Let’s get one thing straight: the day after the Super Bowl should be a national holiday. The parties… the food… the beer.. and most of all, the memories are what makes the Super Bowl one of my favorite Sundays of the year.
Memories of the Super Bowl are always bittersweet for those of us here in Buffalo. This is the silver anniversary of the actual silver anniversary Super Bowl where the Bills lost to the Giants. Super Bowl 25 happened 25 years ago. Most Western New Yorkers can remember exactly where we were when “wide right” happened.
Myself, I was a freshman during my undergraduate education at Cornell University. I recall being clad head-to-toe in Bills gear: socks, T-shirts (plural), scarf, shorts, a sweatshirt and who knows what other good luck trinkets I had in my pockets. I proudly represented my team in the Dickson Hall television room on North Campus. Dickson Hall was a monster-sized residence hall, and had only two TV rooms– one of each side– of the first floor of the five story building. These two TVs attempted to satisfy the viewing needs of some 500 student rooms. For the Super Bowl, students from New York City (known as “The City” to them) mingled in that television room at about a 50/50 ratio with students from Western and Central New York students. I was there, in the front, having secured my seat hours earlier.
When the kick went wide right, I remember thinking, “Wait, they can redo the kick, right? Where’s the penalty flag?”
My memories of the silver anniversary Super Bowl are prideful but sad. I represented my team. I took the beating from my NYC Cornellians. And 25 years later, I’m left wondering when the hell the Bills will ever make it to the Super Bowl again.
And on this Super Bowl occasion, I thought it would be nice to start a new tradition. This year, I matched three beers from Carolina against three beers from Colorado. I attempted to match these beers by style as much as possible: a “sour” beer, an IPA and a stout. I voted for which beer I liked best of the two, and that state gained a “point”. The winner would be the state that won the majority of the head-to-head tastings.
Here are the beers that were used in my Super Bowl paired tasting:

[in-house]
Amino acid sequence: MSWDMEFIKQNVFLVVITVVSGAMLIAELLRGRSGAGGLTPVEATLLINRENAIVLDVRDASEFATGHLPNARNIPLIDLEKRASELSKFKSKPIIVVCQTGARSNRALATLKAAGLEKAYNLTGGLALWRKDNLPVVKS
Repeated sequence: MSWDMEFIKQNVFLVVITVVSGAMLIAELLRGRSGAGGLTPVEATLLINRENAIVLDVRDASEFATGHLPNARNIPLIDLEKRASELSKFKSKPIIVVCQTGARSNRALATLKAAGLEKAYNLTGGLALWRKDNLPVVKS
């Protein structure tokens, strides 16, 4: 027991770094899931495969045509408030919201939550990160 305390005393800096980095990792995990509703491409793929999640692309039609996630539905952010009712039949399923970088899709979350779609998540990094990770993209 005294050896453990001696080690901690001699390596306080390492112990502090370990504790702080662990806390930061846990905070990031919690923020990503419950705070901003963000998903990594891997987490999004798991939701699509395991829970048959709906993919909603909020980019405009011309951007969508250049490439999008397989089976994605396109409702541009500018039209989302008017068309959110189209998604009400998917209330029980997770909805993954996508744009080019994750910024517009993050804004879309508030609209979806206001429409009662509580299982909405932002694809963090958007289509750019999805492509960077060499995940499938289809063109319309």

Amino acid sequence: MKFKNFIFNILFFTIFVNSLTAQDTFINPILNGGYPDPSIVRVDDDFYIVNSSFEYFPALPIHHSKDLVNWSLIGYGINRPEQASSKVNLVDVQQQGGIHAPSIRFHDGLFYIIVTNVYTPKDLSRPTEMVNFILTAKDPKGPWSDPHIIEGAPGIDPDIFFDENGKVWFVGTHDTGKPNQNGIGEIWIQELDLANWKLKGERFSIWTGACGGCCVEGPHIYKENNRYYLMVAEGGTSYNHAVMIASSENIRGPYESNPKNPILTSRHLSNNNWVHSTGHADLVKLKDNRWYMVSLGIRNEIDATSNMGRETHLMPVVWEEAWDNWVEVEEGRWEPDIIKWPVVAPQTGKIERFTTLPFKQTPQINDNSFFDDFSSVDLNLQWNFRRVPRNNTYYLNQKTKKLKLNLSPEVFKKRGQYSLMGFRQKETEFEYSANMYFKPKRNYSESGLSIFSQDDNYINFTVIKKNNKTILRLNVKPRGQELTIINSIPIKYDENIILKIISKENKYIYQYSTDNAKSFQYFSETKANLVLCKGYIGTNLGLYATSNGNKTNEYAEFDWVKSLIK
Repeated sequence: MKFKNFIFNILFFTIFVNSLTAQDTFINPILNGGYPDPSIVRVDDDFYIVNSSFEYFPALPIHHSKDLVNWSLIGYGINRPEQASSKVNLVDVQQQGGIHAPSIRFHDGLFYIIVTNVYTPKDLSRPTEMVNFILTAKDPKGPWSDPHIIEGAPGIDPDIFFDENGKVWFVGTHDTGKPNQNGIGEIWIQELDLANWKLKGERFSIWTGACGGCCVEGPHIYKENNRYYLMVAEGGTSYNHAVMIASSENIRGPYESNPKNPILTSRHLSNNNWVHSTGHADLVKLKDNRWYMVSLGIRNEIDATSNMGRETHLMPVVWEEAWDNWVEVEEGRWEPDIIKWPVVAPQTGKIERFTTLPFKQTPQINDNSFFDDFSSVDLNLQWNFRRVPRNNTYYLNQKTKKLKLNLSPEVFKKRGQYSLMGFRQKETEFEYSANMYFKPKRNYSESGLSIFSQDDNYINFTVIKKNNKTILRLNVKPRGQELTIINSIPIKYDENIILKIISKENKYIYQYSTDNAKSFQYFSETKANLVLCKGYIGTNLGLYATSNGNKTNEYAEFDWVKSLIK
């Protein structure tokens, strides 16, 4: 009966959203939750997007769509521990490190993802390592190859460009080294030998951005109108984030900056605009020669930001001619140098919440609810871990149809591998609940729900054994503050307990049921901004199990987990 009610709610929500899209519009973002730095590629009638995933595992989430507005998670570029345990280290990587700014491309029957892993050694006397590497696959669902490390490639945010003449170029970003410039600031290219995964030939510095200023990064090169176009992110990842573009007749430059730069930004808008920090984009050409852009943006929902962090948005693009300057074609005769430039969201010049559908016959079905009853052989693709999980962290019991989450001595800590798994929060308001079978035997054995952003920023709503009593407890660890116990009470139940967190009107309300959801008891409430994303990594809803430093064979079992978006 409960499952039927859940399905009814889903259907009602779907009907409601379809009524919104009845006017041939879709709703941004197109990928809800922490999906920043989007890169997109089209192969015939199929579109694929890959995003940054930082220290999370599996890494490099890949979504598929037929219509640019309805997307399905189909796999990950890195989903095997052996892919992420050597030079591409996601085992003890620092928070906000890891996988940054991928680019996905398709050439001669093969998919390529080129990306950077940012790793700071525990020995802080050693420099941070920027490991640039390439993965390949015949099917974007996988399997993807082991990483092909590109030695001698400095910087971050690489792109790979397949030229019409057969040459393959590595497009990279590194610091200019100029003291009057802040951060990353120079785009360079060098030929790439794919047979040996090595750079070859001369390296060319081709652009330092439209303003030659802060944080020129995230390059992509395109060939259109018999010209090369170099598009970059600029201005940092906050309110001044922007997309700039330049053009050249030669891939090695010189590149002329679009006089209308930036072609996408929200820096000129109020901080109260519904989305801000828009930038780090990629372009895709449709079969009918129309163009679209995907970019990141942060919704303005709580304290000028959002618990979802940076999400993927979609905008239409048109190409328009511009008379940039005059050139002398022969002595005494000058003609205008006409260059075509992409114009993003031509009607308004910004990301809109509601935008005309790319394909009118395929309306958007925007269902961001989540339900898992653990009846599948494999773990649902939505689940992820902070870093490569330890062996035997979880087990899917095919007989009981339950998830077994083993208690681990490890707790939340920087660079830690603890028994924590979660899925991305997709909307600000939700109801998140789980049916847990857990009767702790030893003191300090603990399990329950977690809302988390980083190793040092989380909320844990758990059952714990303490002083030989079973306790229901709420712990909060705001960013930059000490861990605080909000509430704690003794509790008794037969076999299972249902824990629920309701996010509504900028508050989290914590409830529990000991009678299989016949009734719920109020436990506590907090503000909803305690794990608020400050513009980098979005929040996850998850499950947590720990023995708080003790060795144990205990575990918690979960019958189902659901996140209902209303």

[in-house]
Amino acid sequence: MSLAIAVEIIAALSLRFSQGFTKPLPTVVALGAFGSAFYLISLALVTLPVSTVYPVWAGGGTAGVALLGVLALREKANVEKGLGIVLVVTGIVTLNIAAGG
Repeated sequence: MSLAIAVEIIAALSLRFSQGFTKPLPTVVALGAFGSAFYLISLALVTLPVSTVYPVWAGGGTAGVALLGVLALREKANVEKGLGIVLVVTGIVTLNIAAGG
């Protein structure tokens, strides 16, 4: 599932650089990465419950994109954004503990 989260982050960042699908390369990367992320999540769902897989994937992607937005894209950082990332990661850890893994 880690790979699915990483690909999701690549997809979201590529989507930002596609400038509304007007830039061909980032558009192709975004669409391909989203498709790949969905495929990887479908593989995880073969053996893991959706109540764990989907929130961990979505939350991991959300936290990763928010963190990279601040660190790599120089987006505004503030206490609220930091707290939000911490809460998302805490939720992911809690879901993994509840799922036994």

Match-up #1: Sierra Nevada Otra Vez vs. Crooked Stave Surette Provision Saison
CAR: Sierra Nevada Otra Vez (Gose – 4.5%): Sierra Nevada, originally from California, also has a brewery in Fletcher, NC. This “gose” beer blends prickly pear cactus with grapefruit and seeks to be a satisfying summer quaff. This beer poured a a clear straw color and showed plenty of carbonation. The aroma of this beer was like a saltwater breeze on the beach. The taste was salty and the mouthfeel light-bodied. There wasn’t very much complexity to this beer for me, but the beer was very drinkable.
COL: Cooked Stave Surette Provision Saison (Saison/Farmhouse Ale – 6.2%): In a contrast to Otra Vez, Surette poured a cloudy and hazy golden color. This beer had quite a bit more complexity in many ways. The grain bill contains barley, wheat, oats, rye and spelt. This complex malt base meshed well with the intricate saison character of this beer. Surette is more sour and farmhouse-like than Otra Vez, presumable due to the presence of Brettanomyces and Lactobacillus species in the oak barrels that aged it.
Although the high drinkability of Otra Vez made this decision difficult, in the end I found Surette a more interesting beer.
The winner of this match-up was: Crooked Stave Surette Provision Saison. Carolina – 0, Colorado – 1.
Match-up #2: Westbrook One Claw vs. Avery India Pale Ale
CAR: Westbrook One Claw (American Pale Ale – 6%): This rye pale ale made with rye malt. One Claw poured a very turbid and hazy yellow. A few chunks of floating sediment were present at the bottom of the glass after the pour. One Claw contained a more head retention than Avery IPA on the initial pour, but after a few minutes they both settled out evenly. The aroma of One Claw was citrus and a bit pine, and the taste is bitter but doesn’t linger. Very clean tasting despite appearing very turbid.
COL: Avery India Pale Ale (American IPA – 6.5%): Avery IPA poured much more clear than One Claw. And aroma of Avery IPA was predominantly citrus with plenty of hop aroma. The taste was pleasant and also filled with citrus flavors. Avery IPA was not overly bitter and the hops were well-balanced with the malts used.
These beers are each very good, and the decision came down to an opaque and enticing rye flavor versus a very clean and delightful hop bouquet.
The winner of this battle was: Avery India Pale Ale. Carolina – 0, Colorado – 2
Match-up #3: Oskar Blues Ted Fidy vs. Great Divide Yeti
CAR: Oskar Blues Ten Fidy (Russian Imperial Stout – 10.5%): Oskar Blues, originally based in Colorado, now also has a brewery in Brevard, North Carolina. And Brevard is where the can of Ten Fidy used in this tasting came from, so I’m assigning this beer to the Carolina faction. Ten Fidy is a dark and rich stout and smells of chocolate and roasted malt. There are plenty of hops in this beer buried underneath the dark malts.
COL: Great Divide Yeti (Russian Imperial Stout – 9.5%): This knuckledragger-iconed beer doesn’t look much different than it’s competition when poured into a glass, but it did carry a much different aroma. Yeti exuded much more poignant roasted notes and Ten Fidy carried much more rich chocolate notes. The taste is also very sharp-hopped and bitter.
Both of these Russian Imperial Stouts are quite potent. Wow. Ten Fidy is a bit deeper in flavor and Yeti is more bitter.
The winner of this battle was: Oskar Blues Ten Fidy. Carolina – 1, Colorado – 2
With a 2-1 margin of victory, the winner of this Super Beer showdown is Colorado.